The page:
The night’s first good omen was arriving at The Factory and hearing a saxophone blowing outside. Leaning against the brick was a guy with a hat on his head, tattoos on his arms and an instrument, warming up and running arpeggios. Then I enter the backstage and I’m face to face with a burnished, well-used Sousaphone on a stand, with a trombone next to it. I took a picture. These – the dude outside and the instruments inside – belonged to the Dirty Bourbon River Show, the act from New Orleans that was waiting to close out our Wednesday night at Roots with their hurricane of wild spirit. It’s great to have things to look forward to.
It was a great show run-up all around. Time moved slowly. Kristi Rose and Fats Kaplin were on hand, waiting to go on with the opening band Aqua Velvet. I had a great dinner talking about life and politics with Vance Gilbert. (He wasn’t as zany then as he would be later.) On nights with smaller crowds (unlike last week, sheez!) visiting is easier. And that’s a big part of Roots y’all. It was an easy approach to a dynamic and surprising show that flowed like a river.
Aqua Velvet brought nine musicians to the stage, all of them seasoned Nashville top-of-the-liners. Leader Jim Hoke switched between keys and wind instruments. Co-founder Randy Leago played saxes of all sizes. Fats Kaplin manned the pedal steel. And there was a string section with violinist Kristin Weber and Jim’s son Austin on cello. All this added up to something one might call sumptuousity. Thick harmonies and stacked timbres. Flowing old-school rhythms and jazz chords, topped off with the dramatic, magnetic vocals of Kristi Rose. She sang “Back In Baby’s Arms” to a Mambo beat and “Folsom Prison Blues” over a smoldering ambience that conjured Bobbie Gentry’s “Ode To Billy Joe.” Oh, and that one featured the famous guitar solo played in one case on clarinet and a second time on dobro, which encapsulates the neo-classicism of the whole thing perfectly. The band’s take on “Jolene” was wild and packed with unexpected dissonance, lending the song even more than its usual despair. Closer “Hey Little One” featured a very cool kind of countrypolitan en Espanol vibe. Sing it with me: There’s something about an Aqua Velvet band.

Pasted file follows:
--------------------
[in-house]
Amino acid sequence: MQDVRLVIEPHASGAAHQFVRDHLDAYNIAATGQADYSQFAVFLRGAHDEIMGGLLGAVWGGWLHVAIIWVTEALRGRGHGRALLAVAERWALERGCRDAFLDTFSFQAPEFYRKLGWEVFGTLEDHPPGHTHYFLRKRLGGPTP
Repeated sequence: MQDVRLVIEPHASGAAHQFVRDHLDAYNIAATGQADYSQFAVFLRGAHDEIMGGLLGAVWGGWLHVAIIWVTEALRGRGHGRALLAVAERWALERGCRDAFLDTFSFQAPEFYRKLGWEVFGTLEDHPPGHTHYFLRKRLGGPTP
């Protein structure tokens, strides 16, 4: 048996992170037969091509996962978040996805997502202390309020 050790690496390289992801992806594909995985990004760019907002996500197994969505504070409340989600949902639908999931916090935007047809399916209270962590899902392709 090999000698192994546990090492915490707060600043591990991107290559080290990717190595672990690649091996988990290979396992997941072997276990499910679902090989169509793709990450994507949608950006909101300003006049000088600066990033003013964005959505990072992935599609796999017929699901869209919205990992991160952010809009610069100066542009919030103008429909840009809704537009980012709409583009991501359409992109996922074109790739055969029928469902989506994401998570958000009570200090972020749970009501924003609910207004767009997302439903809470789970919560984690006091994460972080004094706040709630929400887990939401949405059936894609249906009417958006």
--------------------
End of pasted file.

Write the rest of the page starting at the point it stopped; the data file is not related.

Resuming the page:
The Nick Moss Band approached the stage like blues is serious business. Firm expressions. Big Chicago shoulders. Dudes ready to go to work. And that they did, though it wasn’t the 12-bar south side shuffles I half expected. Tunes like “Grateful” and “Shade Tree” borrowed from R&B, soul and southern rock. Moss himself is a burly bearded man with hands like bear paws, but he threw some really delicate country bends into his resolute solos. The big revelation for me came from the two songs where his sidekick Michael Ledbetter took lead vocals. It was tone and finesse and power that I’ve heard before from Amos Lee and Mike Farris. And when Michael and Nick stretched out and traded guitar ideas, especially the Allmanesque bits of the set closer, we all felt good.
I doubt if even 10% of our audience had any idea how surreal and funny and deep things were about to get when they saw Vance Gilbert on stage with his Albert Einstein hair and heavy glasses. But when the rambling monologue began, the essence of Vance quickly shone, and that’s humanity, humor and a sense of the absurd. His faux-NPR host narration of his own “new age” noodling with whale sounds was probably the funniest thing I’ve ever seen on our stage. He sang that “You can live on Pie & Whiskey, but you surely won’t live too long” and that if “you get too close to a bird, she’ll be gone.” He’s done “My Bad” before, but this time he sang it right at a 12-year-old kid in the audience who probably is still wondering what happened. And he cooed quietly in a slow and sensuous take on country classic “For The Good Times.” There were some grown up words that might have made the radio programmers wince at Hippie, but the whole thing overall was “warm and tender” indeed.
The heightened sense of theatrics and drama only grew as Dirty Bourbon River Show took the stage. Leader Noah Adams comes on in a cape and all the guys in the band were wearing coordinated vest and tie outfits of red, black and gold. Singer Sandra Love matched the red with her dress and looked altogether awesome in dreadlocks and heavy black boots. On opener “Mad,” she provided the stomps and vocal wails, while Adams sang in a raspy Waits-meets-Dr. John voice. The set had an edge of menace and madness matched with gospel fervor and circus frenzy. My favorite was the most second-line sounding tune “Go Ha Get It,” where the four horns (Sousaphone, sax, trombone and tiny cornet) wove together and the vocals were a four-person chant about being hard up for money but rich in rhythm and soul. We heard dat y’all.
That hard but easy New Orleans groove continued through the Nashville Jam, which was no Guy Clark finely wrought composition (the title phrase “It Ain’t My Fault” is repeated over and over). But it was a great vehicle for hot rhythm and instrumental solos, mostly horns. Anyway, the musicians had nothing to duck responsibility for anyway.